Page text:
Brian DePalma

Brian DePalma

  • Highest Rated: 95% De Palma (2016)
  • Lowest Rated: 16% The Bonfire of the Vanities (1990)
  • Birthday: Sep 11, 1940
  • Birthplace: Newark, New Jersey, USA
  • American director Brian De Palma has always insisted that he gained his fascination with all things gory by watching his father, an orthopedic surgeon, at work. It's more likely that the principal influence on De Palma's career was Alfred Hitchcock, a fascination he has claimed to have outgrown professionally. Whatever the case, De Palma did his first film work in amateur short subjects while a student at Columbia University. Thanks to one of these films, he won a writing fellowship to Sarah Lawrence College, where he made his first feature, The Wedding Party, between 1962 and 1964. In the cast of The Wedding Party, which wouldn't be released until 1969, were Sarah Lawrence student Jill Clayburgh and a Brooklyn kid who called himself "Bobby" De Niro. De Palma's first film to gain theatrical release was 1968's Murder à la Mod, and the first to accrue critical approval was a trendy anti-war tome called Greetings (1968), again with the Brooklyn boy who by this time was known as Robert De Niro. Hi, Mom! (1970) was a similarly irreverent comedy, but De Palma was prescient enough to realize that the vogue for anti-establishment films would soon pass. Thus he began emulating Alfred Hitchcock with Sisters (1973), utilizing the split-screen technique popularized by such late-'60s pictures as Grand Prix and The Boston Strangler. De Palma not only admitted to borrowing from Hitchcock in Sisters, but also underlined the tribute by having the film scored by Hitchcock's frequent musical director Bernard Herrmann. Obsession (1976), again scored by Herrmann, was one of several De Palma imitations of Hitchcock's Vertigo (see also Body Double), and also established the director's fascination with 360-degree camera pans. Carrie (1976), De Palma's most successful film to that date (and still one of the most successful Stephen King adaptations), marked a return to the split-screen technique and wrapped the story up with another of De Palma's trademarks, the "false shock" ending which turns out to be a nightmare. There was a similar finale (again staged as a dream) in Dressed to Kill (1980), which audaciously included a shower scene à la Psycho (but the director deceived, staging the murder in an elevator). By the time Body Double came around in 1984, De Palma was all but parodying himself with gratuitous gore, slow motion, lyrical panning shots, Herrmann-esque musical scores, characters who weren't who they seemed to be, and twist-around endings. With the acclaimed Scarface (1983), the director inaugurated his "crime is not nice" period, ladling out grimly violent sequences in such films as Wise Guys (1986) and The Untouchables (1987) to show that the bad guys weren't the lovable lugs Damon Runyon had made them out to be. De Palma next explored a different kind of violence in Casualties of War (1989), a Vietnam War film that centered on the outrageous mistreatment of a Vietnamese woman by a platoon of American soldiers. Raising Cain (1992) was a full-blooded return to terror, with one of De Palma's favorite actors, John Lithgow, given free reign to express his wildest, darkest passions. Carlito's Way (1993) was another crime flick, this time with Al Pacino (who'd worked with De Palma in Scarface), and proved to be one of De Palma's most widely praised films in years. With the exception of The Bonfire of the Vanities (1990), which was a full-out failure, De Palma has remained one of a handful of truly bankable Hollywood directors capable of opening a picture on the basis of his own name rather than the names of the stars. He had another hit on his hands in 1996 with a big-budget adaptation of the TV series Mission: Impossible. Snake Eyes (1998), a thriller revolving around a political assassination, was something of a critical and commercial disappointment, but the director resurfaced two years later with Mission to Mars. A sci-fi suspense thriller, it removed the director from earthly horror and violence, only to restage it elsewhere in the solar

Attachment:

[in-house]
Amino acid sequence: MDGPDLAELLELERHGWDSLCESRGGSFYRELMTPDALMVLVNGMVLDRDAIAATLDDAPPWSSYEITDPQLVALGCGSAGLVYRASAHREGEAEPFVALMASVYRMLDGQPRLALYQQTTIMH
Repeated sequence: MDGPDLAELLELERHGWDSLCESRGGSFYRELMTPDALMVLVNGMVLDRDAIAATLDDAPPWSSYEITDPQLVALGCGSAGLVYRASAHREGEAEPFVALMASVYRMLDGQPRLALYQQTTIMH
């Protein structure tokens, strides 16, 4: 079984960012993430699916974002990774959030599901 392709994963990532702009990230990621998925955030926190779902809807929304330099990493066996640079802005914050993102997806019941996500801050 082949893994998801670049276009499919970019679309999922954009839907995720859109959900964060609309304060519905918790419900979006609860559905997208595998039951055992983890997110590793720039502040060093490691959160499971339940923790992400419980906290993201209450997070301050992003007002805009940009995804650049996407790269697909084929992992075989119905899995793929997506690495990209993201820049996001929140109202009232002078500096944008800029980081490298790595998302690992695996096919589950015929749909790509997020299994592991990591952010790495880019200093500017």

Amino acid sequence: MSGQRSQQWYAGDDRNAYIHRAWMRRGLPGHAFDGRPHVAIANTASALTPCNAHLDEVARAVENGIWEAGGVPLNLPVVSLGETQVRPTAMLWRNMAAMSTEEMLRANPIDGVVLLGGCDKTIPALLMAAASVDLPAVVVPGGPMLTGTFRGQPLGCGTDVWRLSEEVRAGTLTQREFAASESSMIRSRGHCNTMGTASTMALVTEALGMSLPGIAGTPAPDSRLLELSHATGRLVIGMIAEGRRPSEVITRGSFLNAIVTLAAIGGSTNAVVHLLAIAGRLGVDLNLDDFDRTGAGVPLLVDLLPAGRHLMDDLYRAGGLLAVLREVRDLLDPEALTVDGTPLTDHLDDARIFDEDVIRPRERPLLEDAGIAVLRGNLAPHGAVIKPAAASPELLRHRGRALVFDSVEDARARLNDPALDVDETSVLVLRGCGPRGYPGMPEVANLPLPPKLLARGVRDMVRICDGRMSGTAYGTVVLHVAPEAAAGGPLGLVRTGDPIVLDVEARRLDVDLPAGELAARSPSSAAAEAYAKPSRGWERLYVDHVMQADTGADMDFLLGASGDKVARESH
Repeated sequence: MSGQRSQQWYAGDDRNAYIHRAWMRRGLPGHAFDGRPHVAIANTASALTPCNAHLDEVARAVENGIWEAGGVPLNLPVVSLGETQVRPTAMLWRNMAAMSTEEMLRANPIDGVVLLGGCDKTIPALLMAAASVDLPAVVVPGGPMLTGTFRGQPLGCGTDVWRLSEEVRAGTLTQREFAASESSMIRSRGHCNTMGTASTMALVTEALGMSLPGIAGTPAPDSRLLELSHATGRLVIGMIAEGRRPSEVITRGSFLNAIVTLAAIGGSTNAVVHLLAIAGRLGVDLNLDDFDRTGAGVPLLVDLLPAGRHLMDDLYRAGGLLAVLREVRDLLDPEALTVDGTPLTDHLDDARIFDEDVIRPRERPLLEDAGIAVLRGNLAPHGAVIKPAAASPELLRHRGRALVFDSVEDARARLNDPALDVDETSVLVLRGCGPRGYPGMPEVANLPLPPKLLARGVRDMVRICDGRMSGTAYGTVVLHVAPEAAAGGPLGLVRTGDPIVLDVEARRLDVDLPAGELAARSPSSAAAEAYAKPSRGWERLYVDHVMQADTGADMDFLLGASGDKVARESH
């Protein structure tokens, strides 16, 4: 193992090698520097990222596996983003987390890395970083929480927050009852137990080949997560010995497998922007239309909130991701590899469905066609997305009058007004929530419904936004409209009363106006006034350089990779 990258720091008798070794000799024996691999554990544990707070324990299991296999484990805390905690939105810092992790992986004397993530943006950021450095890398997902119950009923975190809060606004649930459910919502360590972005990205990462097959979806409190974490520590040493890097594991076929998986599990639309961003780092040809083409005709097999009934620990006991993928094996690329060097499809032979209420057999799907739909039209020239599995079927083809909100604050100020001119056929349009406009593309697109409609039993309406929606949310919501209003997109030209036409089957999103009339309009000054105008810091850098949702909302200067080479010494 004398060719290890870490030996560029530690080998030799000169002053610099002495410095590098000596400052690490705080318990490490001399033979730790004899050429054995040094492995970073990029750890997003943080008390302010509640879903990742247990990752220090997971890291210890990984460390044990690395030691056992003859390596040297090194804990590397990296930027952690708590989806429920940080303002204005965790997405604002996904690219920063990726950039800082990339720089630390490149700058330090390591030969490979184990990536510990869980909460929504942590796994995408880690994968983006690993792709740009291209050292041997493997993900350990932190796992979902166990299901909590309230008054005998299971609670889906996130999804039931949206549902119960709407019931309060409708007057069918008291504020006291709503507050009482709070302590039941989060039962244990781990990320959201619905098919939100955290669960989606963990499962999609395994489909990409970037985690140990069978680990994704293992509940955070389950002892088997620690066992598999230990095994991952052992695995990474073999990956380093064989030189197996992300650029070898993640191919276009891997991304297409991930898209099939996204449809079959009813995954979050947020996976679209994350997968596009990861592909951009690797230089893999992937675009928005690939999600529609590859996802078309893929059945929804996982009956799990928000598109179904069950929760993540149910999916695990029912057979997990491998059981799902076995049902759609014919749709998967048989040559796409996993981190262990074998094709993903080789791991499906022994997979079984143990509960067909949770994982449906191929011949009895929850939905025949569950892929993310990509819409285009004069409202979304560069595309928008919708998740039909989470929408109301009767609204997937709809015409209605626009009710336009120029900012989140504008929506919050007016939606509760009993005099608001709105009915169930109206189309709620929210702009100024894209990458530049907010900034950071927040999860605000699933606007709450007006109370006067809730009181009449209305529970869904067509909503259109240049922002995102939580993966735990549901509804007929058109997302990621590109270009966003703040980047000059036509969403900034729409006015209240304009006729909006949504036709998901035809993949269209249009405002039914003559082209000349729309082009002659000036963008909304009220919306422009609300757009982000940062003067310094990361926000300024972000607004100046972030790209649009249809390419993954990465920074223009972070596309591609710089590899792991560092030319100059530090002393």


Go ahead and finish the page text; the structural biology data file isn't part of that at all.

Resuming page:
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Highest Rated Movies

Filmography

Movies

Rating

Title

Credit

Box
Office

Year

33% Domino Director 2019
No Score Yet The Truth and Other Lies Director 2017
95% De Palma Actor $0.2M 2016
34% Passion Screenwriter Director $58.2K 2013
45% Redacted Screenwriter Director $0.2M 2007
33% The Black Dahlia Director Voice of Film Producer $22.6M 2006
49% Femme Fatale Director Screenwriter $6.6M 2002
No Score Yet Bruce Springsteen: Complete Video Anthology 1978-2000 Director 2000
25% Mission to Mars Director 2000
40% Snake Eyes Director Screenwriter Producer 1998
No Score Yet Falling Sky Director 1998
63% Mission: Impossible Director 1996
81% Carlito's Way Director 1993
57% Raising Cain Screenwriter Director 1992
16% The Bonfire of the Vanities Prison Guard 1990
84% Casualties of War Screenwriter Actor Director 1989
81% The Untouchables Screenwriter Director 1987
31% Wise Guys Director Screenwriter 1986
78% Body Double Screenwriter Producer Director 1984
81% Scarface Director $0.7M 1983
85% Blow Out Screenwriter Director 1981
No Score Yet Home Movies Producer Director 1980
83% Dressed to Kill Director Screenwriter 1980
81% The Fury Director 1978
94% Carrie Director 1976
80% Obsession Director Screenwriter 1976
91% Phantom of the Paradise Director Screenwriter 1974
86% Sisters Screenwriter Director 1973
No Score Yet Get to Know Your Rabbit Director 1972
73% Hi, Mom! Director Screenwriter 1970
No Score Yet Dionysus in '69 Director 1970
No Score Yet The Wedding Party Producer Director Screenwriter 1969
No Score Yet Murder à la Mod Screenwriter Director 1968
87% Greetings Screenwriter Director 1968
No Score Yet Woton's Wake Director 1962

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